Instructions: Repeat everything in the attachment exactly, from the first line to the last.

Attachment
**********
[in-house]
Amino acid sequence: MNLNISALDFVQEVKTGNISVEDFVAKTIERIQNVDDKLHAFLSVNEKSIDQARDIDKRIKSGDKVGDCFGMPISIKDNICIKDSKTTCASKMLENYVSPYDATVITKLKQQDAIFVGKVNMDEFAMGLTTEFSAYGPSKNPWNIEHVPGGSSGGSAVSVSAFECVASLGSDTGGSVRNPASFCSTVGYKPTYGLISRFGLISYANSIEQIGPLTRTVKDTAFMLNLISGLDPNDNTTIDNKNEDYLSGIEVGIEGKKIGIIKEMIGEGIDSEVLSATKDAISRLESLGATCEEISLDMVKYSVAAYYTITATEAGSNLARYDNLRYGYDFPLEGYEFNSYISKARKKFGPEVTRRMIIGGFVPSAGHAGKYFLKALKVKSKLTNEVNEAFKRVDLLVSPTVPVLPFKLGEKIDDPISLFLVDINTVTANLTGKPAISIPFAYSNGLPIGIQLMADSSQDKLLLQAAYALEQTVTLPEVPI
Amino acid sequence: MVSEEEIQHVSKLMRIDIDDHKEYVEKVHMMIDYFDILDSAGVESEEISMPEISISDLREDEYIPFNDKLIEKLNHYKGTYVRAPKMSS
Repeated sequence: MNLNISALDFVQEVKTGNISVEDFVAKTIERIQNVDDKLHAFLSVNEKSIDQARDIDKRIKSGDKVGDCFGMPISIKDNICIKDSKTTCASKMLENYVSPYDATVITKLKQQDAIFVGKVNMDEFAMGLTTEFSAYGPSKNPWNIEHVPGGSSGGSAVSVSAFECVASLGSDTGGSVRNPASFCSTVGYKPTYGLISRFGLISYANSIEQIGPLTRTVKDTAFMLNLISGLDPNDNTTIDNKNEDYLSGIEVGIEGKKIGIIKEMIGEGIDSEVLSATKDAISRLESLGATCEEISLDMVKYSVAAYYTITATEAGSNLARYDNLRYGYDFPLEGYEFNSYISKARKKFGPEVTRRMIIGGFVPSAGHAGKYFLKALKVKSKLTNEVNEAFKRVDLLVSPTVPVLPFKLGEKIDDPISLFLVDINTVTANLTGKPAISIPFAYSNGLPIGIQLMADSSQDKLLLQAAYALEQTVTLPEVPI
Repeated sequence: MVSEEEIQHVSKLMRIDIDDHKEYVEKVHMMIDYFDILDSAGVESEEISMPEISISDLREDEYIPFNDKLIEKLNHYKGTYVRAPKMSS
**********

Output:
[in-house]
Amino acid sequence: MNLNISALDFVQEVKTGNISVEDFVAKTIERIQNVDDKLHAFLSVNEKSIDQARDIDKRIKSGDKVGDCFGMPISIKDNICIKDSKTTCASKMLENYVSPYDATVITKLKQQDAIFVGKVNMDEFAMGLTTEFSAYGPSKNPWNIEHVPGGSSGGSAVSVSAFECVASLGSDTGGSVRNPASFCSTVGYKPTYGLISRFGLISYANSIEQIGPLTRTVKDTAFMLNLISGLDPNDNTTIDNKNEDYLSGIEVGIEGKKIGIIKEMIGEGIDSEVLSATKDAISRLESLGATCEEISLDMVKYSVAAYYTITATEAGSNLARYDNLRYGYDFPLEGYEFNSYISKARKKFGPEVTRRMIIGGFVPSAGHAGKYFLKALKVKSKLTNEVNEAFKRVDLLVSPTVPVLPFKLGEKIDDPISLFLVDINTVTANLTGKPAISIPFAYSNGLPIGIQLMADSSQDKLLLQAAYALEQTVTLPEVPI
Amino acid sequence: MVSEEEIQHVSKLMRIDIDDHKEYVEKVHMMIDYFDILDSAGVESEEISMPEISISDLREDEYIPFNDKLIEKLNHYKGTYVRAPKMSS
Repeated sequence: MNLNISALDFVQEVKTGNISVEDFVAKTIERIQNVDDKLHAFLSVNEKSIDQARDIDKRIKSGDKVGDCFGMPISIKDNICIKDSKTTCASKMLENYVSPYDATVITKLKQQDAIFVGKVNMDEFAMGLTTEFSAYGPSKNPWNIEHVPGGSSGGSAVSVSAFECVASLGSDTGGSVRNPASFCSTVGYKPTYGLISRFGLISYANSIEQIGPLTRTVKDTAFMLNLISGLDPNDNTTIDNKNEDYLSGIEVGIEGKKIGIIKEMIGEGIDSEVLSATKDAISRLESLGATCEEISLDMVKYSVAAYYTITATEAGSNLARYDNLRYGYDFPLEGYEFNSYISKARKKFGPEVTRRMIIGGFVPSAGHAGKYFLKALKVKSKLTNEVNEAFKRVDLLVSPTVPVLPFKLGEKIDDPISLFLVDINTVTANLTGKPAISIPFAYSNGLPIGIQLMADSSQDKLLLQAAYALEQTVTLPEVPI
Repeated sequence: MVSEEEIQHVSKLMRIDIDDHKEYVEKVHMMIDYFDILDSAGVESEEISMPEISISDLREDEYIPFNDKLIEKLNHYKGTYVRAPKMSS